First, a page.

1. Having someone sit in the back.

I drove and James sat in the backseat between the boys’ car seats. He’s 6’1 and his legs were screaming by the time we got there, but it was important for us to have an adult in the back to calm the boys when they started to fuss, entertain them while they were awake, and clean/aspirate their spit-up if necessary. (Our boys have mild reflux, so they spit frequently and have choked before.)

  1. Being flexible in our route.

Just as we hit the Alabama/Georgia state line, we hit standstill traffic. The boys had been lulled to sleep by the car’s movement, and when the car stopped, it woke them up, and suddenly they realized they were completely over being in the car seat. They both started screaming – loud. I turned on my GPS and drove through small town Georgia back roads until I had bypassed the traffic. It added about 30 minutes to our trip, but it calmed them down enough that we were able to get to my mom’s house without further incident.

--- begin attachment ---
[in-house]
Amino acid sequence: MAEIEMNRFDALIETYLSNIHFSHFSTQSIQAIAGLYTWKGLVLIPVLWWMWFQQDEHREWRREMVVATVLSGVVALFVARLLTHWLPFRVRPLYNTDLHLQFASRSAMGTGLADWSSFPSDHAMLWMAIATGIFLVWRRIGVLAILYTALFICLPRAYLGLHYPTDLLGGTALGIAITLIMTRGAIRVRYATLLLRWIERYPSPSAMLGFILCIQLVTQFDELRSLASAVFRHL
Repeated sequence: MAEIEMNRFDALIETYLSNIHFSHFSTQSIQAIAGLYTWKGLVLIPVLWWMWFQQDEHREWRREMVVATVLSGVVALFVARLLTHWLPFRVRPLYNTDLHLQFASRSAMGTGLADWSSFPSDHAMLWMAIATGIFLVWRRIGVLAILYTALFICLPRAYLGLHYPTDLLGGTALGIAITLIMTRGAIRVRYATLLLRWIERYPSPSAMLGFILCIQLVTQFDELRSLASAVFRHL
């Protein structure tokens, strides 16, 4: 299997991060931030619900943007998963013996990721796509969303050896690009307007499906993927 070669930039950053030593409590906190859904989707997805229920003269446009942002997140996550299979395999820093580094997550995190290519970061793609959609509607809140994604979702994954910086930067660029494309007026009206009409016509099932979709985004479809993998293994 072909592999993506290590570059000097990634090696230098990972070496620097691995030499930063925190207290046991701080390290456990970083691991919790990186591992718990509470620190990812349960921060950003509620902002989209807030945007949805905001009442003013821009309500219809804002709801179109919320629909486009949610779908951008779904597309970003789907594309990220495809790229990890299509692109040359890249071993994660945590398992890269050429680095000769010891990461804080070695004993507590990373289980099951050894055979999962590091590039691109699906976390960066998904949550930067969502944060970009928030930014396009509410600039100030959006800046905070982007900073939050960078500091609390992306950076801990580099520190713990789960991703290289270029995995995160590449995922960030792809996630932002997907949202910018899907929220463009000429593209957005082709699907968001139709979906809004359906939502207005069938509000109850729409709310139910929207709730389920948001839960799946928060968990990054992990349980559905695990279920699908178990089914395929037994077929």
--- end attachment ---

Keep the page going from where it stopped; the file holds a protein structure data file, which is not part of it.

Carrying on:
1. Taking breaks, even when making great time.

The second leg of our trip was longer – about 5 hours from Atlanta to Hilton Head. I knew we wouldn’t make that whole trip without a break, so I let the boys determine when we’d stop. About three hours in, they both started crying, so we pulled into a gas station, gave them each a bottle and a diaper change, and walked them around the parking lot for a few minutes. As a rule of thumb, I wouldn’t go more than three hours without stopping to give baby a break.

  1. Turning the hotel into home.

I brought everything we used at home to the hotel room. Both Rock ‘N’ Plays for sleeping, the Blooming Bath for bath time, all of our bottles, bottle brush, dish soap, and  bottle sterilizing bags for the microwave. A case of diapers, a case of wipes, a case of formula with two gallons of bottled water. A duffle bag full of baby outfits, pajamas, socks, burp cloths, towels, wash cloths, and blankets. I packed way too much – and that was the goal. We had everything we needed, so the transition from home to hotel wasn’t a huge deal. It was far better to have too much than to get there and realize we were missing things.